The careful reader of this ECB publication should keep this in mind, while going through it. Not to forget that ECB itself was obliged to acknowledge that the large euro area banks hold “sizeable derivatives portfolios”. This is a timid way of telling everybody, that it is almost impossible to assess the risks hidden in this quite unpredictable financial universe. In other words the authors of the report couldn’t avoid acknowledging that Eurozone’s banking system is exposed to unknown risks. The bankruptcy of Detroit revealed that many Eurozone banks had an appetite for risky placements in US municipal debt.

A solid beginning

However, in the first lines of the report the ECB wanted to give the impression that it is overseeing on a solid banking system. It says “In aggregate, the median Tier 1 capital ratio (own capital) in the euro area increased from 8% in 2008 to 12.7% in 2012”. Mind you, this is the median not the arithmetic mean. The median is that value in a distribution which separates it in two halves and represents better the two extreme values of it (outliers). In this case, the arithmetic mean would have been a better approximation of reality because it’s not dragged to the extremes.

Even better though, the ECB could have used the two aggregates and simply put them in a fraction – capital over assets – and simply given us that percentage. But, yet again, it seems it’s too early to tell what is capital and what is not. In reality, this will be the essence of ECB’s supervision over the 130 largest Eurozone banks as from November 2014, when its mandate starts. Before that, the ECB will run a “comprehensive assessment” during the next twelve months concluding in October 2014, in order to test the ground of Eurozone’s real banking constellation.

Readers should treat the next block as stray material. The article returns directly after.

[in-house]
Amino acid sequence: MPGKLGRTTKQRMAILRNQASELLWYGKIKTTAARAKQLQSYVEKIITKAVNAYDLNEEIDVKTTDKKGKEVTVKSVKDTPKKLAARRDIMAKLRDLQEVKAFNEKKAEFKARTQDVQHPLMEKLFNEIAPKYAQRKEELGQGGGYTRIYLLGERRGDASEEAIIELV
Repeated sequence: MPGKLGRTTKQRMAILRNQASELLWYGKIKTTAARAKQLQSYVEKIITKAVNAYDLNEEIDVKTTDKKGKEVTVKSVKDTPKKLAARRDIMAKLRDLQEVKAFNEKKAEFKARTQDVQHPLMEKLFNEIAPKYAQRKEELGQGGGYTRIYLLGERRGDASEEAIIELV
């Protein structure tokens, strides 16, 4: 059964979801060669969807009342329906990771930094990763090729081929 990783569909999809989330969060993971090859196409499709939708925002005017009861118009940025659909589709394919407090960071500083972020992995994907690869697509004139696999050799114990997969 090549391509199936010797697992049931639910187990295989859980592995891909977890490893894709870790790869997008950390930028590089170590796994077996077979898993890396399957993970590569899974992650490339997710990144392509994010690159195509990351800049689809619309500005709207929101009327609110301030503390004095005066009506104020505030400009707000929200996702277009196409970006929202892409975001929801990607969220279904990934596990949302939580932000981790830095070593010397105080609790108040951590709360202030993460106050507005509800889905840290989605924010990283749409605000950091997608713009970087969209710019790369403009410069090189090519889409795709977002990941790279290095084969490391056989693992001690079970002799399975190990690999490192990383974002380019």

Avoiding the leverage test

Banks, in order to avoid an in-depth audit on their entire balance sheet, discovered the risk weighted assets (RWA) exercise. They attach a certain risk element to each category of assets and, in this way, they calculate their RWAs. This exercise is performed in order to assess the Capital Adequacy Ratio of a lender. The problem is, though, that it’s the banks themselves that attach their assets to each risk category. Without an in-depth audit it’s impossible to arrive at a reliable assessment of capital adequacy ratio. On top of that, banks usually hold large off-balance accounts where it is very difficult to identify the real exposure to risks. Applying the RWA method to those accounts is even less productive.

Obviously the most reliable way to assess a bank’s trustworthiness is to accurately estimate its own capital and compare it with its assets. In reality, this is not a difficult exercise at all. Very simply, own capital is what the bank has received from shareholders plus what is withheld as reserve from annual profits. However, it seems that this simple exercise will expose very unpleasant things and that’s why it is avoided.

In any case the ECB would have a very difficult task in supervising this real jungle of Eurozone’s banks. The US and the Swiss lenders are much more strictly controlled by regulators. The problem is that in Eurozone the banks are doing also the work of the capital markets, unfortunately in a less transparent and competitive way.